Gauge Swatching for Brookdale Vest
When making a garment, gauge swatching is important because not getting the right gauge will mean your garment’s size will come out differently than you intended. A cardigan vest like Brookdale has a bit more leniency, meaning if it comes out a bit bigger or smaller, it will likely still be wearable at the end, but I still recommend you swatch because you’ve invested your time and money into this garment and so you might as well start on the right foot.
Why do you have to gauge swatch?
Just because I used a US 8 needle to get the pattern gauge does not mean that you will. Even if you pick the exact same yarn as I did, everyone’s tension can be different and so you may need to go up or down a needle size to match the pattern gauge. Two people can use the same yarn and the same needle size and get different gauge! The variable is human tension and some people just knit tighter and some knit looser. And, the type of yarn you are using can impact things. You may typically be a tight knitter but maybe when knitting with a cotton or cotton blend you knit more loosely. This is why it’s always good to swatch with the particular yarn you have chosen.
What’s a gauge swatch?
It’s a piece of fabric you’ll make with the yarn you have chosen for the project and the needle size you think you’ll need to get the gauge listed in the pattern. Usually you’ll make a swatch with the ‘suggested’ needle size listed in the pattern but then if you discover (through measuring your swatch) that your gauge is off, then you can make another swatch with a smaller or larger needle.
What is the gauge for the Brookdale vest pattern?
It’s 17 stitches & 24 rows = 4”. Broken down by the inch, that’s 4.25 stitches per inch and 6 rows per inch.
How do you make a gauge swatch for Brookdale?
Because you will want to be measuring 4” horizontally and vertically, a swatch should be bigger than this. Plus I usually like to put a little side edging border on my swatches so the sit flat when I measure. So for brookdale, I recommend casting on a minimum of 25 stitches for your swatch. Here is how I would do it:
- Cast-on my 25 (or more) stitches
- Then knit every row for 4 rows.
- Then I’ll switch to stockinette stitch but keep my 3 edge stitches on either side in garter stitch. So what that means is that on my WS rows, I will k3, then p to the last 3 sts, and then k3. On RS rows I’ll just knit all of the stitches.
- I will work my swatch until it measures around 5” from the CO edge. And then I will work 4 rows in garter stitch at the top so it matches the bottom, and then bind-off.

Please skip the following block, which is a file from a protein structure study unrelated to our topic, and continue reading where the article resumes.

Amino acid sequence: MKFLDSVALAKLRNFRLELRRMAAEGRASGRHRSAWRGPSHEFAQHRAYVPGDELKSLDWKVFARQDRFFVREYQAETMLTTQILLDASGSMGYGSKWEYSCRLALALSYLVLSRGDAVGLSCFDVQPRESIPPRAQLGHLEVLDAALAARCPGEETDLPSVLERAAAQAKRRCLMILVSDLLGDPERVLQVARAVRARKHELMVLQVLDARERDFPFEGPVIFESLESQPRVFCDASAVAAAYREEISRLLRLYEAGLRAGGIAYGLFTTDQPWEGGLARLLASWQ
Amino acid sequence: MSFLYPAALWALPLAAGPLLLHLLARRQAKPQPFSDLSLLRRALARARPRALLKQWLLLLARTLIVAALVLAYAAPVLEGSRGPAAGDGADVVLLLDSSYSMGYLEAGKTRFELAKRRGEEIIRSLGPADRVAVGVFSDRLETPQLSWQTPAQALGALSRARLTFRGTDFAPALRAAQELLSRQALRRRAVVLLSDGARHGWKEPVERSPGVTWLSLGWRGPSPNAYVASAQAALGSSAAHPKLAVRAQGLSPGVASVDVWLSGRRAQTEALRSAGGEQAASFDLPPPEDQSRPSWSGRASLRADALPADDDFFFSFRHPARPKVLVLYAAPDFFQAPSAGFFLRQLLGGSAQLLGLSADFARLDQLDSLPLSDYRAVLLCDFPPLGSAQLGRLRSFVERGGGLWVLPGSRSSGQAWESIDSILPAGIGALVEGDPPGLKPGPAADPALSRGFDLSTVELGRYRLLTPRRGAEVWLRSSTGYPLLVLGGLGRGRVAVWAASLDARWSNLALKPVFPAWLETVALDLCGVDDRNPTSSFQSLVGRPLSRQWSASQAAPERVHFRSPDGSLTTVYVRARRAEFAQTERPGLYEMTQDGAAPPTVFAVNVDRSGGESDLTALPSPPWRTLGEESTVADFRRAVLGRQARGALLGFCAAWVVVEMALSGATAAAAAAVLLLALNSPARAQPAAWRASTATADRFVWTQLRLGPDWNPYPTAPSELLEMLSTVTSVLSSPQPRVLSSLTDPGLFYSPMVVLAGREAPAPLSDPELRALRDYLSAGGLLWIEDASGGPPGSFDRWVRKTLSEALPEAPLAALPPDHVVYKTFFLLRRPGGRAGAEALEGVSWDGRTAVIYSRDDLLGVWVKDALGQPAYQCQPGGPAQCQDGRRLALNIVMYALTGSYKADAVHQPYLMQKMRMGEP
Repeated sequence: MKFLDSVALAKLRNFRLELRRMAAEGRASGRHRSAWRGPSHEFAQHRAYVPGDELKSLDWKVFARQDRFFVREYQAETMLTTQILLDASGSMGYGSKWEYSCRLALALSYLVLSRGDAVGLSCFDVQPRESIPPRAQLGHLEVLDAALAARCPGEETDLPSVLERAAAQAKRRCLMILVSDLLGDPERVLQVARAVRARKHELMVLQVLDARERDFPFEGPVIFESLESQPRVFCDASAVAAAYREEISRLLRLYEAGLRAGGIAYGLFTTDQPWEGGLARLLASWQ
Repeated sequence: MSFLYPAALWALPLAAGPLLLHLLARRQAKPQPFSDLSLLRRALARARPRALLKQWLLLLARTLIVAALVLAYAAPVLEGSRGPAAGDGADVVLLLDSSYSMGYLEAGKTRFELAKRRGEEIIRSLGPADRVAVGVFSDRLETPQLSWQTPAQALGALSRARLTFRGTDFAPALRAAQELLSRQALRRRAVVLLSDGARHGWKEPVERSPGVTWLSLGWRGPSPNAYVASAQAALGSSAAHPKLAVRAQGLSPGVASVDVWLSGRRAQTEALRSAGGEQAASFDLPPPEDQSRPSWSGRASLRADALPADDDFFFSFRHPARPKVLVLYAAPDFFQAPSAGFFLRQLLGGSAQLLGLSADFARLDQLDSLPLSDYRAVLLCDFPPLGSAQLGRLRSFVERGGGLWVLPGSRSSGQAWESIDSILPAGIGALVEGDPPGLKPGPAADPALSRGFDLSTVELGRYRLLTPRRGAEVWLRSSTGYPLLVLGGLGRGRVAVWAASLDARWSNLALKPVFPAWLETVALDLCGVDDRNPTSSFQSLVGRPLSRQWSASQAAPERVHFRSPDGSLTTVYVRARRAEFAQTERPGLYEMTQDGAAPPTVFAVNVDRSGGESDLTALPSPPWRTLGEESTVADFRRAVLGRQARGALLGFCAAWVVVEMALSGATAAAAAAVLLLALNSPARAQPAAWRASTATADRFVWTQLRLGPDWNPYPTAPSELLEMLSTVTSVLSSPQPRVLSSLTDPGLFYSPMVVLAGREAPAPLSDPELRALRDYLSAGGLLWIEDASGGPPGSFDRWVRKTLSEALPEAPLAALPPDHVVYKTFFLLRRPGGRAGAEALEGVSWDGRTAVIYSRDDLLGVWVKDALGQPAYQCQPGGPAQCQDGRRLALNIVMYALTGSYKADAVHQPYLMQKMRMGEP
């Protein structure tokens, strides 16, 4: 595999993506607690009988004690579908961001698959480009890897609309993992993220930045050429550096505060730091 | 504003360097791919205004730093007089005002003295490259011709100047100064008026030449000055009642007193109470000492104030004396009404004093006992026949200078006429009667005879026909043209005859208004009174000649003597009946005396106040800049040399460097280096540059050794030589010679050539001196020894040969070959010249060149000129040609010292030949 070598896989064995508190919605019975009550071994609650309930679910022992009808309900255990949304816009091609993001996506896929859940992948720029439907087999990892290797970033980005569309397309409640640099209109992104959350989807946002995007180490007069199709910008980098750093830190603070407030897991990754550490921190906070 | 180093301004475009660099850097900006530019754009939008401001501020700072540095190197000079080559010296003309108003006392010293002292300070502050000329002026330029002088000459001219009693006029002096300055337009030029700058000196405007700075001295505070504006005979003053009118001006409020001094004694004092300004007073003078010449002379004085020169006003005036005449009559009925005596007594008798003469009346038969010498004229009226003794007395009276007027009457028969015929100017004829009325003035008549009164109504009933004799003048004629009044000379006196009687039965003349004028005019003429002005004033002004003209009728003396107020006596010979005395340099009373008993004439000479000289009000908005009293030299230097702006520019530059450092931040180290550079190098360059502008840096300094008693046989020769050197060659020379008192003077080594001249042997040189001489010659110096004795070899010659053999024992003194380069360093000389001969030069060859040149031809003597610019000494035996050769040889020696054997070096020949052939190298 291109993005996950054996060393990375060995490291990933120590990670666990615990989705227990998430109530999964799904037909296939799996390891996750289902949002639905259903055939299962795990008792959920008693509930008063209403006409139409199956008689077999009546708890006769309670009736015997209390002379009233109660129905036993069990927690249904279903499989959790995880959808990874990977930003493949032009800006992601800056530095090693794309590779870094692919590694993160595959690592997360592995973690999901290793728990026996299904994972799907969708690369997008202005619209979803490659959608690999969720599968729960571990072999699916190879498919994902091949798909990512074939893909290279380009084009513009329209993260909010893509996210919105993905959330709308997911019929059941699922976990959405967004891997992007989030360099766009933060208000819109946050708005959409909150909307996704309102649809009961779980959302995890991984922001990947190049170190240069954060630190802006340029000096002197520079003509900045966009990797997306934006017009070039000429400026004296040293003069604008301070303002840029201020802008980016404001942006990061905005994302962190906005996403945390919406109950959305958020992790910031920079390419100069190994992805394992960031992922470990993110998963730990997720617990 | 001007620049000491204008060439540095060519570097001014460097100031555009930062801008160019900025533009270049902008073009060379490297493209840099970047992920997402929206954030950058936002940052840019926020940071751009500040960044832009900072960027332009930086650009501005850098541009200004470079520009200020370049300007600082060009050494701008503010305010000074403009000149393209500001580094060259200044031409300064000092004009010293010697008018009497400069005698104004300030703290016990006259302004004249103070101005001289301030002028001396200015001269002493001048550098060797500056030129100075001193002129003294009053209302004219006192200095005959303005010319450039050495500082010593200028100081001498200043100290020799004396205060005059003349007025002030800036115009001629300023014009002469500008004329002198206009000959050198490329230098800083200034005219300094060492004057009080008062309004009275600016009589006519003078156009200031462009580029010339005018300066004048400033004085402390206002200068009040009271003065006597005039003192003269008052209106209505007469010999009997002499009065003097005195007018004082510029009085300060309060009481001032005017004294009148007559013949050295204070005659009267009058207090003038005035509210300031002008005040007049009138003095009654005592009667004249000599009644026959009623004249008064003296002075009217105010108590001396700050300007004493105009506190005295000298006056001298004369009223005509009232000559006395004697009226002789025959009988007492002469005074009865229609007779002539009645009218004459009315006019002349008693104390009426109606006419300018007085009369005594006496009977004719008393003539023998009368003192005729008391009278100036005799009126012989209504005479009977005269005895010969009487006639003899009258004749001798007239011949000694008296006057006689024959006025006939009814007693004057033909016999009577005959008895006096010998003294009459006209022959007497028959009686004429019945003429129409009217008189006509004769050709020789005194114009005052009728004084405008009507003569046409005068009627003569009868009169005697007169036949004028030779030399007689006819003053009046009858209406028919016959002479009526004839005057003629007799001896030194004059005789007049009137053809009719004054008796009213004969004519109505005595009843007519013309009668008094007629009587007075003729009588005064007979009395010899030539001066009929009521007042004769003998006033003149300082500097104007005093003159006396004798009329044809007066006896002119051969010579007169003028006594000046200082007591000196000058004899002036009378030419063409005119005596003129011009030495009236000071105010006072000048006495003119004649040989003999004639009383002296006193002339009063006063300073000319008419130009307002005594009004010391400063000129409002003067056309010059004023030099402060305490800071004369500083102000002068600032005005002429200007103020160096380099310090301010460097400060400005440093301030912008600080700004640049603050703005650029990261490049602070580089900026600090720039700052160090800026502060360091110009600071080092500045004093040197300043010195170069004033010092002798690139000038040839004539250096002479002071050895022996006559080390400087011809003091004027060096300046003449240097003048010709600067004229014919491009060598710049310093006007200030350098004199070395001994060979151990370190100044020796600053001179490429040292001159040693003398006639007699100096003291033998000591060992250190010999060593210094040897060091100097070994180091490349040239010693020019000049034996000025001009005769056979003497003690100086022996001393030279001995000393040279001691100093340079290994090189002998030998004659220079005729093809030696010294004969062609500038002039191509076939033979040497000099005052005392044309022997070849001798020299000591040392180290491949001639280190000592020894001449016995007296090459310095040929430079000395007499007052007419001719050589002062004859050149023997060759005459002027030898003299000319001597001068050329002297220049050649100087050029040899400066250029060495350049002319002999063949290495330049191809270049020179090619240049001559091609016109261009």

As preparation for creating my Brookdale KAL Workshop, I made quite a lot of swatches – here is a picture of what they looked like:
The pattern gauge listed is after blocking, so we should block our swatch. But, I like to measure my pre-blocked swatch first. This way I can see how much my gauge changed post-blocking.
How to measure a swatch
Check out my page here to see how to measure your stitches and rows. Note that in my demo on this page I am aiming for a different gauge than Brookdale, but the technique itself of measuring the gauge is the same.
How to block a swatch
Simply fill a sink (or bowl) with water, add a tiny bit of woolwash to it, immerse the swatch in the water, and let it sit in there for 15 minutes. Then, clump the swatch together, bring it out of the water and push it against the side of the sink or bowl to get the majority water out. Then gently put it on a towel and roll it in the towel to get more water out. The goal is for your swatch to be damp, not soaking wet. Then lay it flat on a blocking tile or some other absorbent flat surface. When it’s dry, you’re ready to measure again to see what your “after blocking” gauge is.
Need to speed up swatch drying time? Use a fan! Placing your swatch near a fan will dramatically speed up your drying time. Just make sure to pin your swatch down.
What if you can’t get the right gauge?
So you’ve swatched on multiple needles and can’t get the right gauge. Or, you prefer the fabric of a different gauge. Can you still knit Brookdale? Yes! It just depends on how far off your gauge. Please note though: don’t stress if you can get stitch gauge but not row gauge – stitch gauge is more important and you can make up for row gauge discrepancies when you knit.
Being 1 stitch off over 4” (so, let’s say you get 16 sts = 4” or 18 sts = 4”), will make your finished garment circumference either 2-4” smaller (if it’s 18 sts/4”) or 2-4” larger (if it’s 16 sts/4”). If based on your own measurements and the desired positive ease you want, being “off” of gauge may work out in your favor. But if it doesn’t, your other option is to follow the instructions for a different size in order to get the finished measurement you want.
For example, if your gauge is 16 sts = 4” and you had wanted to knit size 4, you can instead knit the size 3 and you’ll end up with a garment whose finished circumference is closer to that of the size 4.
Tip: if you wind up switching the size you knit to account for your gauge discrepancy, just keep in mind that when a length measurement is given in the pattern (i.e, when it says to knit until it measures a certain number of inches), make sure to follow the inch measurement of your desired size.
I hope this gauge swatch tips have been helpful! Once you have your yarn picked, size determined, and gauge swatching complete, you’ll be ready to cast-on 🙂